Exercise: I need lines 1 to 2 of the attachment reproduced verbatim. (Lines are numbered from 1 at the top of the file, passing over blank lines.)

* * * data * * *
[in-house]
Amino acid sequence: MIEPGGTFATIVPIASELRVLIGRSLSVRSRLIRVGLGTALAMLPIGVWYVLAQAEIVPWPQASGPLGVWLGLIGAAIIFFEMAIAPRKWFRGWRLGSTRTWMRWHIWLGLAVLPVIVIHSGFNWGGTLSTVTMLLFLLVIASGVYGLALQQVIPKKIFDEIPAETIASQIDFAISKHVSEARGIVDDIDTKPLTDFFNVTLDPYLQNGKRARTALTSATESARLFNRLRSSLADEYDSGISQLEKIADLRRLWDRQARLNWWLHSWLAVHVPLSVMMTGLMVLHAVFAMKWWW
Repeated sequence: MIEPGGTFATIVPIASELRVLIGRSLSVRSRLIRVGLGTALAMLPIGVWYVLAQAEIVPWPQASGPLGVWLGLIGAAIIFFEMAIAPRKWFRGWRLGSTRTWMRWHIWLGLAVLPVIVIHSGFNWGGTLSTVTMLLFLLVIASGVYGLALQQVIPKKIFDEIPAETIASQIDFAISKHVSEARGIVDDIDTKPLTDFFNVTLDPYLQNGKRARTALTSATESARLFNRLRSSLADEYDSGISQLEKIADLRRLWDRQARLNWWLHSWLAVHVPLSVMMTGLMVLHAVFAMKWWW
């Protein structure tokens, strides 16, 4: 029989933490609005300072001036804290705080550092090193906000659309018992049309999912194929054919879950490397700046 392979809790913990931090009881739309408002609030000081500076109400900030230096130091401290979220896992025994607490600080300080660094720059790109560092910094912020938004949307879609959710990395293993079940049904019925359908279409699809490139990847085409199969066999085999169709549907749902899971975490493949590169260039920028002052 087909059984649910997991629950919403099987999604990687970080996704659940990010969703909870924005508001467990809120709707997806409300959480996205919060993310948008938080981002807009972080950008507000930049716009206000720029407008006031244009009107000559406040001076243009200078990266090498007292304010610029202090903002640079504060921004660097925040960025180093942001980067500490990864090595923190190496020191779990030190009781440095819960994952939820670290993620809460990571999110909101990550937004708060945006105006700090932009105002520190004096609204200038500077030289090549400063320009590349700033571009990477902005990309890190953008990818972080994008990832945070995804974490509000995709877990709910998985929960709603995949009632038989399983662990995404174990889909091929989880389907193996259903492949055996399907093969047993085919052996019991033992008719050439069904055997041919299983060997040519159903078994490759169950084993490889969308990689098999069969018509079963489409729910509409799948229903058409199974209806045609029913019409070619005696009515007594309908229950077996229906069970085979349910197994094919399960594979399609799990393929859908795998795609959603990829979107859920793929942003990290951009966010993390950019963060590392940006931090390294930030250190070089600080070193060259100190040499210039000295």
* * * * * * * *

[in-house]
Amino acid sequence: MIEPGGTFATIVPIASELRVLIGRSLSVRSRLIRVGLGTALAMLPIGVWYVLAQAEIVPWPQASGPLGVWLGLIGAAIIFFEMAIAPRKWFRGWRLGSTRTWMRWHIWLGLAVLPVIVIHSGFNWGGTLSTVTMLLFLLVIASGVYGLALQQVIPKKIFDEIPAETIASQIDFAISKHVSEARGIVDDIDTKPLTDFFNVTLDPYLQNGKRARTALTSATESARLFNRLRSSLADEYDSGISQLEKIADLRRLWDRQARLNWWLHSWLAVHVPLSVMMTGLMVLHAVFAMKWWW